Inifact, there is a school named "Miller" in It was named after the Miller family who my And the funny part, Grandpa used to say

grandpa worked for.

that when he started working for Miiier, Miller told him, "Why don't you go down to the south part of the ranch and build yourself a,.home and raise yourself a family?" Grandpa did. He had thirteen kids. And

My mother and father were

married in Dodge City.

I think they were married in 1918. My mother's side

That's on my father's side of the family.

of the family comes from the Azteca Indian tribe and perhaps they had a little Spanish in them, tool But I figure I have

at least 3/4 Indian blood in me and 1/4 Spanish which, of course, makes me a Mestizo. At the time of Cortez, in 1519, Nine months after they arrived
women'~there,

they called Mexico "New Spain".

there they started having children with the Indian so, they had to name the country allover. the name Mexico came from, the word Mestizo. I'm of mixed blood, you know. doesn't it? It seems that way.

So, that's where This means that

Sounds kind of logical, too,

In the book written by Sernardo Castillo, the "conquistador" with Cortez back in 1519, there was a Martin Lopez who came with Cortez. He was a carpenter. That's the first place In fact, Lopez

that I canppick up the name Lopez in Mexico.

was the one who built those sloops in order to defeat the Aztec empire. island. At the time Mexico, "Tenochit1an", was on an

The only way you could get there was by canoe, boats At

that the Indians had to communicate from the mainland.

-6-

LOPEZ:

that time it was, of course, Tenochitlan.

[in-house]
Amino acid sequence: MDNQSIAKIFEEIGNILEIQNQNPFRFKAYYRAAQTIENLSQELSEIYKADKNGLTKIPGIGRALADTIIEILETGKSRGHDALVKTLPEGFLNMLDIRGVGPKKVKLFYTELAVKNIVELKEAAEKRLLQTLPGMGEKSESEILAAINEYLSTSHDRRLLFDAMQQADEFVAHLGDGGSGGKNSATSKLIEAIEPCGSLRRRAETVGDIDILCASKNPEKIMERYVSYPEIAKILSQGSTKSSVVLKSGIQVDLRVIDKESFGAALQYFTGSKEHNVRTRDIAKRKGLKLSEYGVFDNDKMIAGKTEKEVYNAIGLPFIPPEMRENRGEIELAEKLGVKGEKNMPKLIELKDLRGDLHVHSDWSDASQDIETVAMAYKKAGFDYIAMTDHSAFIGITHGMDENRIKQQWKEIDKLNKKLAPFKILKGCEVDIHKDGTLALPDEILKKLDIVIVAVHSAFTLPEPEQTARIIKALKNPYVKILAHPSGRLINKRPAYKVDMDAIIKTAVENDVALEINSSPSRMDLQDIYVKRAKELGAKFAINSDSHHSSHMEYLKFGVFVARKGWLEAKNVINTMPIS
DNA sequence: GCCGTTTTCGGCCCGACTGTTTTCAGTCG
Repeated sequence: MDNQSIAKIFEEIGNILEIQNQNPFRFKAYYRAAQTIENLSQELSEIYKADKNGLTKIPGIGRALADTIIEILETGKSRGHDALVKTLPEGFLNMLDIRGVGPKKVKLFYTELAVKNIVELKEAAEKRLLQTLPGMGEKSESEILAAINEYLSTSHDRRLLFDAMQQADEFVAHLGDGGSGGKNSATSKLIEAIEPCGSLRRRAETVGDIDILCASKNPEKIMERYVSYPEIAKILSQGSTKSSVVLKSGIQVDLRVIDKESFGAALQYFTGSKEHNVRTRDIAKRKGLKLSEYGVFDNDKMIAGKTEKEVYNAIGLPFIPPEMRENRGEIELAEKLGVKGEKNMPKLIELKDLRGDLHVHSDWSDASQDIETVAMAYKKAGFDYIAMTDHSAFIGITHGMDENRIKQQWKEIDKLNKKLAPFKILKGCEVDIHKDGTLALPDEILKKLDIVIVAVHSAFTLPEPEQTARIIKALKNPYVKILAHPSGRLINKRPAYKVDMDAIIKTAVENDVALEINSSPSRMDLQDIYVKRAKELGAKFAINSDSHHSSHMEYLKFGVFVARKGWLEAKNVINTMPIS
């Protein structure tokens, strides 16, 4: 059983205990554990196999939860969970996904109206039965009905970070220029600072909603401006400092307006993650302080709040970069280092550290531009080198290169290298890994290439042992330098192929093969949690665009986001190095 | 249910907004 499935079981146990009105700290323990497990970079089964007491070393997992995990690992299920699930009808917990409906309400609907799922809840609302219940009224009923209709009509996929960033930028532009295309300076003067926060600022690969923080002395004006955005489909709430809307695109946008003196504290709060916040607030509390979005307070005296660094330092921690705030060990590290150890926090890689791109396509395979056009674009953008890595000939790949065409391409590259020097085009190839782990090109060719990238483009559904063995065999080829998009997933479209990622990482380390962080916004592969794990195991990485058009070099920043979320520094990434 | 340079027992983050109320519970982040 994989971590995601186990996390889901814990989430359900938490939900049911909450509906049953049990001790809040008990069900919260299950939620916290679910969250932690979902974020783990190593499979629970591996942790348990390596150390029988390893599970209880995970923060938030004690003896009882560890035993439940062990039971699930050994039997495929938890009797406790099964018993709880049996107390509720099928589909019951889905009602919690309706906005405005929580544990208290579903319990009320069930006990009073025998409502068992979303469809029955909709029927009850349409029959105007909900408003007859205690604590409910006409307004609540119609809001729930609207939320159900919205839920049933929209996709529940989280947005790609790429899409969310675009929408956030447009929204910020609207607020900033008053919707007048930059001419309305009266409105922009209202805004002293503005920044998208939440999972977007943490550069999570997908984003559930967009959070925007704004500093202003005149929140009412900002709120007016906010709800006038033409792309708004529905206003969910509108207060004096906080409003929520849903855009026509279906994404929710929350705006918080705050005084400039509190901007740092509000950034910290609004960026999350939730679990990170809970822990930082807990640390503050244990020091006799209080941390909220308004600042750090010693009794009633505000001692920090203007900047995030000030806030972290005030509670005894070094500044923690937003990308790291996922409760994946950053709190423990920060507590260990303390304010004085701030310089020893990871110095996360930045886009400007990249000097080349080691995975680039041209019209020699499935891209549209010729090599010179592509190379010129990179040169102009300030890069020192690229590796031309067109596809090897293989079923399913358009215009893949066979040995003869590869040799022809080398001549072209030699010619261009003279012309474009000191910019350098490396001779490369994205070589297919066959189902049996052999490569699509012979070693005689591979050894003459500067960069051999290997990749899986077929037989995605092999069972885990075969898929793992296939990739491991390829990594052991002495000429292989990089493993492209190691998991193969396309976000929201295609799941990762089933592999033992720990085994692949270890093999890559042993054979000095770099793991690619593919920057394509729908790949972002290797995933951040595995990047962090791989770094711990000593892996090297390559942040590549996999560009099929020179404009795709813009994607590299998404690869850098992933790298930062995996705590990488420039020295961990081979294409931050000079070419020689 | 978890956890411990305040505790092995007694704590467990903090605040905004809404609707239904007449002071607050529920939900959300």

Lopez was the carThey were

penter in charge of building these thirteen sloops.

bigger than the canoes and they would ram into those canoes. They were navigated by the Aztec Indians. AccorHing to Bernar-

do, that's the way that Cortez finally defeated the Aztecs. MOOSBRUGGER: LOPEZ: It was due, in part, to the boats that they had? Yes. The sloops are bigger than the regular canoes. They

would ram the sloops into the canoes.

Of course, they had

the animals and the horses, but they were never seen by the Aztec Indians or the Indians who they encountered first in Vera Cruz. As they came toward Mexico City they encountered As they went along, they migrated. Cortez

the other tribes.

conned these Indians to come along with him because at the time they were dominated by the Aztec empire. They were highly taxThey figured that

ed by the Aztecs and so they wanted revenge.

Cortez was their leader and they joined Cortez to get to the Aztecs.
thirty~

Consequently, this is how Cortez had managed to recruit forty-thousand Indians to fight for him against Montezuma. But now,

That's the first time I came across the name Lopez.

whether that was related to the Lopez or not, I don't know for sure, but I had to start somewhere. MOOSBRUGGER: At least we know that there were Lopez' in Mexico dating back to the time of Cortez. LOPEZ: That's right. Then, of course, Grandpa Martinez, who was my He's the one

mother's father, his name was Manuel Martinez.

that comes from the Aztec Indian tribe and he also came to America back in the 1880's or 1890. They also settled in Kansas,

-7LOPEZ: in Dodge City. Some of the kids were born there and some of the

kids were born in Arizona. MOOSBRUGGER: Did the Martinez side of the family mostly stay around the Southwest? LOPEZ: No, they all migrated to Minnesota during the depression. Lopez' went from Dodge City to the hot cities of Illinois. were in Rock Island, Walline, and Silvis. of the Lopez' lived. The We

This is where most My
~ncle,

They still live there.

my father's

brothers and sisters and their families, are all in Rock Island. We have a family reunion every couple of years in Rock Island, Illinois. That's where my ancestry comes from. The two Indian

tribes, and my grandma being Spanish. MOOSBRUGGER: LOPEZ: MOOSBRUGGER: LOPEZ: The influence also, then, ~ Spain? Yes. I guess that's it. Thank you very much for the interview.

You·'.re welcome, Grant.